Pound for Pound:

Manny Pacquiao (Philippines): #2

Jr. Lightweight

Manny Pacquiao (Philippines): #1
Yodsanan Sor Nanthachai: #9


Chris John (Indonesia) #1
In Jin Chi (Korea) #3
Takashi Koshimoto (Japan) #5
Hioyuki Enoki (Japan) #7

Jr. Featherweight

Somsak Sithchatchawal (Thailand) #4


Hozumi Hasegawa (Japan) #2
Veeraphol Sahaprom (Japan) #3
Ratanachai Sor Vorapin (Thailand) #6
Poonsawat Kratingdaenggym (Thailand) #10

Jr. Bantamweight

Nobuo Nashiro (Japan) #1
Katsushige Kawashima (Japan) #7
Pramuansak Phosuwan (Thailand) #10


Pongsaklek Wonjongkam (Thailand) #1
Takefumi Sakata (Japan) #7
Daisuke Naito (Japan) #10

Jr. Flyweight

Koki Kameda (Japan) #1


Yukata Naiida (Japan) #2
Eagle Kyowa (Japan/Thai) #4
Katsunari Takayama (Japan) #5
Rodel Mayol (Philippines) #7

Boxing in Thailand

There’s no shortage of boxers in Thailand. With a huge pool of Muay Thai fighters to draw from and several talented amateur boxing prospects turning pro after the 2008 Beijing Olympics, Thailand seems destined to remain a boxing powerhouse in Asia.

The country is known for having tough, determined and disciplined fighters who give their all whenever the step in to the ring. However, consistently losing while fighting abroad and padding their records with no-hopers has done nothing to enhance their reputation.

Whether because of a lack of marketability, a lack of funds or their unwillingness to travel abroad, the vast majority of boxers from Thailand remain a mystery to fans in the west. If anything though, the boxing scene involving Thai fighters will be active. In fact, it’s one of the most active in the world; since 2000, the number of fights has nearly doubled in the country.

The Sweet Science P4P Rankings – Thailand – August 2006

1) Pongsaklek Wonjongkam
2) Poonsawat Kratingdaenggym
3) Somsak Sithchatchawal
4) Wandee Singwancha
5) Sirimongkol Singwancha
6) Yodsanan Sor Nanthachai
7) Veeraphol Sahaprom
8) Pramuansak Phosuwan
9) Terdsak Jandaeng
10) Oleydong Sithamerchai

Current Sweet Science P4P Rankings – Thailand

1) Pongsaklek Wonjongkam (Flyweight) – Definitely the top dog in Thailand

2) Yodsanan Sor Nanthachai (Super Lightweight) – He’s a seasoned fighter who has proven himself in the big-time. He’s one Thai who can fight outside of Asia. He has an abundance of skills and one-punch power. His overall ability and ease in dispatching anyone other than championship caliber get him the runners-up spot.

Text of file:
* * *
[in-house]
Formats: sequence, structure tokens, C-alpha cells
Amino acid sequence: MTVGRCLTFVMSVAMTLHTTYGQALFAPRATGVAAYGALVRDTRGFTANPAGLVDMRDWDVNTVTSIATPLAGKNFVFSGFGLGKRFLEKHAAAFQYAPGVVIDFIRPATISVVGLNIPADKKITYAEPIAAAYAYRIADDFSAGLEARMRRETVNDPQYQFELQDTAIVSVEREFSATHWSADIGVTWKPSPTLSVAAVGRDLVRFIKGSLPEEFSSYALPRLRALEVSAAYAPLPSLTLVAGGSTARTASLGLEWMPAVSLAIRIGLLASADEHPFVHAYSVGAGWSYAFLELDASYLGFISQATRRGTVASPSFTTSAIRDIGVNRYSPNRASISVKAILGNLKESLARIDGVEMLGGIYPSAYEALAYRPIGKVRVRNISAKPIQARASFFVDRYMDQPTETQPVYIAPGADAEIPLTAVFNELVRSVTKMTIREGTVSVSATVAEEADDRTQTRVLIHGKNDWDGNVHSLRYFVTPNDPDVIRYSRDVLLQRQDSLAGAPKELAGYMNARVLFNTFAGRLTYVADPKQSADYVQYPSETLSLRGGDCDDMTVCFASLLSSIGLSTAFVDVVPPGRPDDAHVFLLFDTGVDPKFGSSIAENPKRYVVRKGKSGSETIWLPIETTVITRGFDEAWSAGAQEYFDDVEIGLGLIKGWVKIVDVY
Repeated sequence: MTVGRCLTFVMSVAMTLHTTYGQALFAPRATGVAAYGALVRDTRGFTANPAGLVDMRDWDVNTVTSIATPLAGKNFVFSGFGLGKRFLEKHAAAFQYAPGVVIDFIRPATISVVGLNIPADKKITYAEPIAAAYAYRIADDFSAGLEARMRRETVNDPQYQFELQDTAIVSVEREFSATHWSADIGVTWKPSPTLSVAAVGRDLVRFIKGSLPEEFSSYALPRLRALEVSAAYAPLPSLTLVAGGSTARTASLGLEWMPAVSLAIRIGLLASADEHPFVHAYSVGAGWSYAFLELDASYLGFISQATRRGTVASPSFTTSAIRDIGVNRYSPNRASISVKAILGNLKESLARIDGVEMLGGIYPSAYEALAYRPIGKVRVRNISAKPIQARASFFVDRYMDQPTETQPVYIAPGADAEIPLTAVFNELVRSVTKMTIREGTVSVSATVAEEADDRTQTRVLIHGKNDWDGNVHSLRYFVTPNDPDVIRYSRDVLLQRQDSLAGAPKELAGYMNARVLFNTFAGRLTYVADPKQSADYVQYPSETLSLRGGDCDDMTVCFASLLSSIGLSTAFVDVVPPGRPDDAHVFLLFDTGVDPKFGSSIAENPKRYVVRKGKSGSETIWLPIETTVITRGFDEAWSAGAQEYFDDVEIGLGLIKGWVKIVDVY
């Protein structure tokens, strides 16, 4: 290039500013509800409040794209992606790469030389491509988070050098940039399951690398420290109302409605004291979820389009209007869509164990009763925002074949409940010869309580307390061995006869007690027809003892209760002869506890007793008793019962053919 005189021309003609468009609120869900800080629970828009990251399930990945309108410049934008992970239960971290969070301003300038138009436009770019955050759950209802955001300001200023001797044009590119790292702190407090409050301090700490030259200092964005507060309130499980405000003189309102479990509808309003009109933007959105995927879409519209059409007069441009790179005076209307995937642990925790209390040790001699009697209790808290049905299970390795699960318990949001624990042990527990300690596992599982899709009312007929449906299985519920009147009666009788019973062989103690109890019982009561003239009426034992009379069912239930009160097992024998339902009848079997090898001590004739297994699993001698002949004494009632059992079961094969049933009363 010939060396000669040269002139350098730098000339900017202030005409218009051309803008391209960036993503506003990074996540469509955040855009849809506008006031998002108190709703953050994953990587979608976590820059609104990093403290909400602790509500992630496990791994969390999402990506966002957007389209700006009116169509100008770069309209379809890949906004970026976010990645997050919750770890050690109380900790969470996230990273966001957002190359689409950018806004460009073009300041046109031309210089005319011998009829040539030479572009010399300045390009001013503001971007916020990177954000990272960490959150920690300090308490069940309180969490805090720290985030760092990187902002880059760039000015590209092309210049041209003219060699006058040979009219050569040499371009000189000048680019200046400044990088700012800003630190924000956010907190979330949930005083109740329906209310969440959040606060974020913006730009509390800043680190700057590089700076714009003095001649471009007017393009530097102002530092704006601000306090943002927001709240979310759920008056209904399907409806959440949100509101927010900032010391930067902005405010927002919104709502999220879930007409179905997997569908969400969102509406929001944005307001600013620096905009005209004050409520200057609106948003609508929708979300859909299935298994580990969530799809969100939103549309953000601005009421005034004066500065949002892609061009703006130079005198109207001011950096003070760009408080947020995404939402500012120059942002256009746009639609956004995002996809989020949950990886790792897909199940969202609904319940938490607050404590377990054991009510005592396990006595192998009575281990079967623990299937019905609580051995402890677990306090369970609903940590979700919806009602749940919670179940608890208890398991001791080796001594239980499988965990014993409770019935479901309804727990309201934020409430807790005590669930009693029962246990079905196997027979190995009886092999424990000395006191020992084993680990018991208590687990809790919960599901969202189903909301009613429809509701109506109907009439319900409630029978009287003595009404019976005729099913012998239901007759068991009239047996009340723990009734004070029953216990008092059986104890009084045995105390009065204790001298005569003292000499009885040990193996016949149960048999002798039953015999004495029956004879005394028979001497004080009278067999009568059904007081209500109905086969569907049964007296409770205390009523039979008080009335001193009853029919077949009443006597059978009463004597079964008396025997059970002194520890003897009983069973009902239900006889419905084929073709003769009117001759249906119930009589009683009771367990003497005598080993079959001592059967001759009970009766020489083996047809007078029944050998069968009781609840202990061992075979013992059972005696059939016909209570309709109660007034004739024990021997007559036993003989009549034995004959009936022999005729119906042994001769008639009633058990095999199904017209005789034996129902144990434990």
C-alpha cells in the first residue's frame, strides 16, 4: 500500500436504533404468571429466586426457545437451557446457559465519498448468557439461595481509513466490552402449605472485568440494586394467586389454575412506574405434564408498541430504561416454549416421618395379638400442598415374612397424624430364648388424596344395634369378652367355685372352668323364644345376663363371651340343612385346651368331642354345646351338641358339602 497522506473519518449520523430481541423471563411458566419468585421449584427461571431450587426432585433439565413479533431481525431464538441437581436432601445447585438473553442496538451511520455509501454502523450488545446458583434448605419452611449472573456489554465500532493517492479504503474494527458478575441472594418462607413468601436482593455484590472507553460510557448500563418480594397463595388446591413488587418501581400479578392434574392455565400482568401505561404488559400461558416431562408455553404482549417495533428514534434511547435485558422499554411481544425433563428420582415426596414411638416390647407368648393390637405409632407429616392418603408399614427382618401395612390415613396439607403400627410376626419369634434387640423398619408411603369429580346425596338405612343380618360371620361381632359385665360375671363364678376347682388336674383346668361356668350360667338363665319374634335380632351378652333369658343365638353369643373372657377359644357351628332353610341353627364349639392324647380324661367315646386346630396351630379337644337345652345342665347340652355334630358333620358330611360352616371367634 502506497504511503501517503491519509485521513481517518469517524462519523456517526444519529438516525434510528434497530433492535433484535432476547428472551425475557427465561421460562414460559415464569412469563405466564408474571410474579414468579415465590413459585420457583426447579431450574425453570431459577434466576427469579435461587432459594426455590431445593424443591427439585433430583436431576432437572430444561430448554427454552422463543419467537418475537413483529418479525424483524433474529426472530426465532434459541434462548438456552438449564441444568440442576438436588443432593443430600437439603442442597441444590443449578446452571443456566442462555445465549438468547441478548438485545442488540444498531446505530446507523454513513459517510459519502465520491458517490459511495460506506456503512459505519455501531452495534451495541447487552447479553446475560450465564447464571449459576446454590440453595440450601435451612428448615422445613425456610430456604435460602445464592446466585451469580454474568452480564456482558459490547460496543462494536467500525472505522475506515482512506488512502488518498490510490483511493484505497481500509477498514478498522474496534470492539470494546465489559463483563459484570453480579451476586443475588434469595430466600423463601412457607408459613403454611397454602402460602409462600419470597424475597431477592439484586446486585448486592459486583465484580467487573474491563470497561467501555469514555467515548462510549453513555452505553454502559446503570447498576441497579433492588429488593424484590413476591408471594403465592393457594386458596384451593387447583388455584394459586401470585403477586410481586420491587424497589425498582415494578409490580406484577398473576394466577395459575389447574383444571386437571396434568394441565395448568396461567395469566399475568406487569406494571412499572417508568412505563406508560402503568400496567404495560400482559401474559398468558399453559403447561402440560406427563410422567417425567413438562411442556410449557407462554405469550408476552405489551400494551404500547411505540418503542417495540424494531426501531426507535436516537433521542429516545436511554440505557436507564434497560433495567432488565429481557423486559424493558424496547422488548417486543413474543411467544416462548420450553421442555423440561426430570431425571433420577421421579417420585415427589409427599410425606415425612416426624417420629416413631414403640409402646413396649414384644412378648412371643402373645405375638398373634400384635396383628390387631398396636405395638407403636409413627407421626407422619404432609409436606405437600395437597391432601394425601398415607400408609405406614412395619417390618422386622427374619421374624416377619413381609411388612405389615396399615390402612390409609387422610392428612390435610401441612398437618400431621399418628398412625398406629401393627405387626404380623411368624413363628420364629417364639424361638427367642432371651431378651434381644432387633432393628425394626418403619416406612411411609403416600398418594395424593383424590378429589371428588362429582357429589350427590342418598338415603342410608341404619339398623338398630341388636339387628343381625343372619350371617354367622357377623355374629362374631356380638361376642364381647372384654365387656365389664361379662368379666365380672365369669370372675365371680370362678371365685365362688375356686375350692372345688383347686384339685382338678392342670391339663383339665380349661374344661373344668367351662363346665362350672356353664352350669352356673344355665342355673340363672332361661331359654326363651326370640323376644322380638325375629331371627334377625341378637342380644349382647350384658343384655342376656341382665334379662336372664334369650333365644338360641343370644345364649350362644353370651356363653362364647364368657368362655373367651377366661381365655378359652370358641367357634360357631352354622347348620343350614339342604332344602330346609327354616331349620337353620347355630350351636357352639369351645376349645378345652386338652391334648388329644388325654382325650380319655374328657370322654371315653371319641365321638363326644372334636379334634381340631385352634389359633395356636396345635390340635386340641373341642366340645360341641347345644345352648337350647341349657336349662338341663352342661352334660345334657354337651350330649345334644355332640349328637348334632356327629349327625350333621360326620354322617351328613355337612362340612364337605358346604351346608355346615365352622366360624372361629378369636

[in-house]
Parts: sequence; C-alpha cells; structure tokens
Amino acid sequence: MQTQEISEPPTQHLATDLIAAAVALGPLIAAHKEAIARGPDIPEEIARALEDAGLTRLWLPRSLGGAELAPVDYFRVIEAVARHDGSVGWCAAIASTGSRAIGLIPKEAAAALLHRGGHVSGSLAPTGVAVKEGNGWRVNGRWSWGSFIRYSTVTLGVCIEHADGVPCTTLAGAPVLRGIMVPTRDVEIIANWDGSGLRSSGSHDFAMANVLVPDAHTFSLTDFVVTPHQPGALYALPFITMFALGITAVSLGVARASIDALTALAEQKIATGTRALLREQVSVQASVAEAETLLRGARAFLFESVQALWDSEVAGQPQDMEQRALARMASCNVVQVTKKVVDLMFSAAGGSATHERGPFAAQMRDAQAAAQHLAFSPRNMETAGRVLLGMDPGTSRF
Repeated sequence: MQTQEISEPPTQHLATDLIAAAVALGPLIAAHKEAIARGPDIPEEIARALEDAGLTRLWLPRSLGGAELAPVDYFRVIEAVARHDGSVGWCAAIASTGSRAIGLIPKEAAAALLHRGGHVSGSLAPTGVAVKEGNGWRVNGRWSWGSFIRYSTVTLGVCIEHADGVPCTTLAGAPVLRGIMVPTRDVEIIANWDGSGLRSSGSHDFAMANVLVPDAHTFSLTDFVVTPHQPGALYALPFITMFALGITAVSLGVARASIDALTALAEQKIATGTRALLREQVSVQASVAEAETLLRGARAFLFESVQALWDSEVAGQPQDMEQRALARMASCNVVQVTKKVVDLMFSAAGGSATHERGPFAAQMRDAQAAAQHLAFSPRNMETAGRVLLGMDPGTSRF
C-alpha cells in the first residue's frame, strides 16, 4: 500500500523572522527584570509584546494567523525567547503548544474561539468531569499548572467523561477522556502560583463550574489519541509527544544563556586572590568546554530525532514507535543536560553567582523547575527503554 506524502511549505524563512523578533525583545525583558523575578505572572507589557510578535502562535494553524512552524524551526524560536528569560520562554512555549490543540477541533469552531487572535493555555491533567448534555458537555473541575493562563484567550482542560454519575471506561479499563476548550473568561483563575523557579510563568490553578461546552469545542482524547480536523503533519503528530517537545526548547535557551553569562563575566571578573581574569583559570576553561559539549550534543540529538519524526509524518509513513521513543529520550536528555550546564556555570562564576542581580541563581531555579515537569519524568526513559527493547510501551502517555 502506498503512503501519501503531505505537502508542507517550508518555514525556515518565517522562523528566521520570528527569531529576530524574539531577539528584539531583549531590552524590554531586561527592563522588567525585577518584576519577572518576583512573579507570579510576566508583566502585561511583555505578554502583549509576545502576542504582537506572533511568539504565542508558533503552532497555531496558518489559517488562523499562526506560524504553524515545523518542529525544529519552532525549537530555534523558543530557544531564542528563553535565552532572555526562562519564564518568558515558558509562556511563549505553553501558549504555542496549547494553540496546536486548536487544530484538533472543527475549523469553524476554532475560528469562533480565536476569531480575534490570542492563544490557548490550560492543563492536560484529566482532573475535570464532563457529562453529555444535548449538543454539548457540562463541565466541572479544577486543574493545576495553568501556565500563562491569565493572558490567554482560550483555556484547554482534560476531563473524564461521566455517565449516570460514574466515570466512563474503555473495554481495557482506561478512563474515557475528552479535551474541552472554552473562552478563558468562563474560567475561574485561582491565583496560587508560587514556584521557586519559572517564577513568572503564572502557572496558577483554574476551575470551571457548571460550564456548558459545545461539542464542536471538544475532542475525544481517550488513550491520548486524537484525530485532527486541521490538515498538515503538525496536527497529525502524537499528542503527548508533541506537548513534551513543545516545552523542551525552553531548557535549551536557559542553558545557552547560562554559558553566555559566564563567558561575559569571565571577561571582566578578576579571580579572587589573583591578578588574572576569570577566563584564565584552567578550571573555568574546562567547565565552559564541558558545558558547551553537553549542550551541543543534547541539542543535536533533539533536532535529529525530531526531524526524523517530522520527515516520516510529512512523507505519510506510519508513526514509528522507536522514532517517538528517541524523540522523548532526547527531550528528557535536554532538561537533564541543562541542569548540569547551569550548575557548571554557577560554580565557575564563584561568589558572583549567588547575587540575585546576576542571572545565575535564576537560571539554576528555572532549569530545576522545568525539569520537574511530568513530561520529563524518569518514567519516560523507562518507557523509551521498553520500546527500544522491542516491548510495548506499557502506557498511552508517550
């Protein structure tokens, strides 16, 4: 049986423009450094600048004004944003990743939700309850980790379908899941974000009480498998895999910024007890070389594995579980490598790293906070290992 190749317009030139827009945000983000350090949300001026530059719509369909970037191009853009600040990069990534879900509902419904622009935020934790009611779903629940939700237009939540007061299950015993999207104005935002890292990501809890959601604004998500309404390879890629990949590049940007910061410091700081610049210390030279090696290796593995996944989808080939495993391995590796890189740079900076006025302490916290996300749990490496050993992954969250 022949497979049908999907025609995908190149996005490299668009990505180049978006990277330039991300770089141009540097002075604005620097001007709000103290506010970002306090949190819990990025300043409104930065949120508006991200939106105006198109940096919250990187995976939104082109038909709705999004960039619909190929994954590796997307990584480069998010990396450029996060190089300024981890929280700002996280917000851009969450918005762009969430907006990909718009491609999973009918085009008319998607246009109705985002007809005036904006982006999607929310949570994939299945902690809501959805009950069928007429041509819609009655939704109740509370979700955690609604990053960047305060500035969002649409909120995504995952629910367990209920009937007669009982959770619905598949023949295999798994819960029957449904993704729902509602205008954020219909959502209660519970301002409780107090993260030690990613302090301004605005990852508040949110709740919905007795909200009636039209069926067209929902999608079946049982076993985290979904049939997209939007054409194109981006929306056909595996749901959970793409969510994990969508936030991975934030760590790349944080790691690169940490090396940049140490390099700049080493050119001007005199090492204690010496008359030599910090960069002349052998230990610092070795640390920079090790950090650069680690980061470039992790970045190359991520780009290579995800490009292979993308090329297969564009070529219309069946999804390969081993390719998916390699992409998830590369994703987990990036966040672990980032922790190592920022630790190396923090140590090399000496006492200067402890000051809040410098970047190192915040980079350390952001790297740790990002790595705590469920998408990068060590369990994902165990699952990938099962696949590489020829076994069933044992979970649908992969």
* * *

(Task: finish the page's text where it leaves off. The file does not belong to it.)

3) Poonsawat Kratingdaenggym (Super Bantamweight) – After losing to Vladimir Sidorenko he’s bounced back. He’s young, he can punch, but the former interim champion needs to prove himself against a name fighter.

4) Somsak Sithchatchawal (Super Bantamweight) – Was his win over Monshipour a fluke or was Celestino Caballero just that good? Did Sithchatchawal catch Monshipour at the right time and can he rebound from the devastating loss? The jury is still out.

5) Wandee Singwancha (Flyweight) – He doesn’t have much of a punch which will be his downfall in the end. He can box, as was evidenced in his recent victory over Juanito Rubillar, but this won’t be enough. He can no longer make the Jr. Flyweight limit and with no punch he’ll have a hard time competing against the “big boys.” Although he’s now rated second by the WBC, he doesn’t deserve to be.

5) Sirimongkol Singwancha (Super Lightweight) – Get this guy a fight. He’s better than Jose Armando Santa Cruz and would have beat up Inada had the fight taken place. He’ll fight anyone but his biggest obstacle is staying motivated fighting tomato cans in Thailand. Like many Thais, he needs a fight against a name opponent.
6) Wandee Singwancha (Flyweight) – He doesn’t have much of a punch which will be his downfall in the end. He can box, as was evidenced in his recent victory over Juanito Rubillar, but this won’t be enough. He can no longer make the Jr. Flyweight limit and with no punch he’ll have a hard time competing against the “big boys.” Although he’s now rated second by the WBC, he doesn’t deserve to be.

7) Pramuansak Phosuwan (Super Flyweight) – A genuine tough guy. Always calm and focused no matter how heated the battle. But at thirty-eight, he’ll be in trouble should he fight one of the division’s elite.
8) Veeraphol Sahaprom (Bantamweight) – Will be lucky to get another crack at the title. Although he has a puncher’s chance of winning a belt, that’s about all he has left at this point. A third shot at Hasegawa is unlikely.

9) Oleydong Sithamerchai (Minimumweight) – He’s fought better than the usual opponents faced by Thais at his level and he moves up one spot with the departure of Terdsak Jandaeng. He lacks the punch and is in the wrong division to become a superstar. He’ll need to defeat a name opponent to convince me.

10) Saenghiran Lookbanyai / Napapol Kittisakchokchai (Super Bantamweight) – These two square-off in early March, supposedly to see who deserves a shot at Israel Vasquez. Kittisakchokchai has the edge in experience but some feel Lookbanyai has the edge in heart and is the favorite.

Neither has defeated a top twenty fighter and yet are ranked number one and two respectively in the WBC’s world.